We are all wanderers on this earth. Our hearts are full of wonder, and our souls are deep with dreams.

Sunday, March 21, 2010

Tool of the Devil or the Divine
A "Chick Tract" was shoved into my door yesterday.  I rolled my eyes and showed it to Mike.  "What is that?" he asked.
    "A Chick Tract, " I said. He looked at me quizzically.
    "What is that?" he asked again.
    "It's a Christian proselytizing cartoon that usually attempts to scare one into church.  I hate them because they're really dumb and if one thinks fear is the basis for anything resembling faith, they are sorely mistaken.  Plus, they're insulting.  I dunno, these things have always bothered me, even when I was a fundamentalist Christian.  I've always thought they were wrong."  Mike took a look at the cartoon.  It featured a guy in a car talking to a preacher saying, "Listen Preacher! I've got lots of time before accepting Christ as my Saviour, I'm gonna have  good time first!"  The second frame shows the car wrecked on the side of the highway with the warning: "Death Strikes Without Warning."  Whatever.  It irked me.  I know I should just let little irritations like this go, and I do eventually, but I feel a need to spout a bit about it first.

Lately, several of my friends have felt the need to chide me in some way for my current faith status or what they perceive as my lack thereof.  I've had people ask me what has happened to me, don't I love God anymore? I've had others tell me to contact them when I want back in the light.  Still another said she felt "so sorry" for me because my children self-identify as "agnostic."  Most of the comments are related in some way to my tarot practice.  I am told the cards have power but not the right kind of power.  It's clear these folks believe I'm dabbling in the dangerous and need to change my ways.    What is also clear to me is that they attribute a whole lot more influence and power to these cardboard images than I do.  I don't think they are the only ones to do that.  Not only fundamentalist Christians think these cards are more powerful than they really are.  Some tarot practitioners do, too.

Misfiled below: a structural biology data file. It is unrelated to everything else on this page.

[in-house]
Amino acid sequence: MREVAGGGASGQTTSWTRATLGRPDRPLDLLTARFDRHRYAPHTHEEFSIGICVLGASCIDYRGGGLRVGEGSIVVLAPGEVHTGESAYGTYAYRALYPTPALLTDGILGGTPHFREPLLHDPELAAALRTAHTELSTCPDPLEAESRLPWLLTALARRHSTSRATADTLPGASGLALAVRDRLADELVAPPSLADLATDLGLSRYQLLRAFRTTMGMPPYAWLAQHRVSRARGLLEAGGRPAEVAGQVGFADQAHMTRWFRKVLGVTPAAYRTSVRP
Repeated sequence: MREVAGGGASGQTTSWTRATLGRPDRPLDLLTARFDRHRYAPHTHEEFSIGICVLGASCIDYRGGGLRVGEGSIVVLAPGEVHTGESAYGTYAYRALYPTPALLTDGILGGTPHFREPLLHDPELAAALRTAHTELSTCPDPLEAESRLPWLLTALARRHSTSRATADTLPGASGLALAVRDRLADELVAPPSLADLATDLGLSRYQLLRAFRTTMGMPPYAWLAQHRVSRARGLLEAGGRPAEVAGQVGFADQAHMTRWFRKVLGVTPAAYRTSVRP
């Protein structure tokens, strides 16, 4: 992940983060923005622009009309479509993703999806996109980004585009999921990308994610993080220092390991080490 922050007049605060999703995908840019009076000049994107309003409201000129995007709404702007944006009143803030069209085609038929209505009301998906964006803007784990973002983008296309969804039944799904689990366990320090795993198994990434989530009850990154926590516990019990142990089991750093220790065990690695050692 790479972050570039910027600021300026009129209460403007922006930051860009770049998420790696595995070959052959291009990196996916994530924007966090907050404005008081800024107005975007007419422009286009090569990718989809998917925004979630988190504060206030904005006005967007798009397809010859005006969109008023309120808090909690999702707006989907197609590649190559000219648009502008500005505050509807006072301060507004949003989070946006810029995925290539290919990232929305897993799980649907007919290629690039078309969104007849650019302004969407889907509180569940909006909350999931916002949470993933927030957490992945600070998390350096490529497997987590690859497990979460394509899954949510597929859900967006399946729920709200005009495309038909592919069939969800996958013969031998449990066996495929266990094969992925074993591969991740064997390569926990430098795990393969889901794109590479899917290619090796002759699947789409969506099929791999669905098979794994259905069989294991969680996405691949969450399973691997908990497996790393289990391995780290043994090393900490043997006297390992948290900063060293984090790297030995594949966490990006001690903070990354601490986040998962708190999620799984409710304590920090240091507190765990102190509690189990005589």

While my friends comments may be well intentioned, they are in fact, ignorant on many levels.  For one, they are not privy to my spiritual beliefs, my ongoing relationship with the Divine, nor my thoughts on the subject.  They make assumptions based on very superficial observations.  They also display ignorance about tarot.  Though they disappoint me on the first, I don't blame them for the latter.  There is a lot of myth and mystery surrounding tarot both in the religious and secular realms.  A lot of authority is granted these cards than is truly warranted.  They are but a tool and their use depends on the one in whose hands they lie.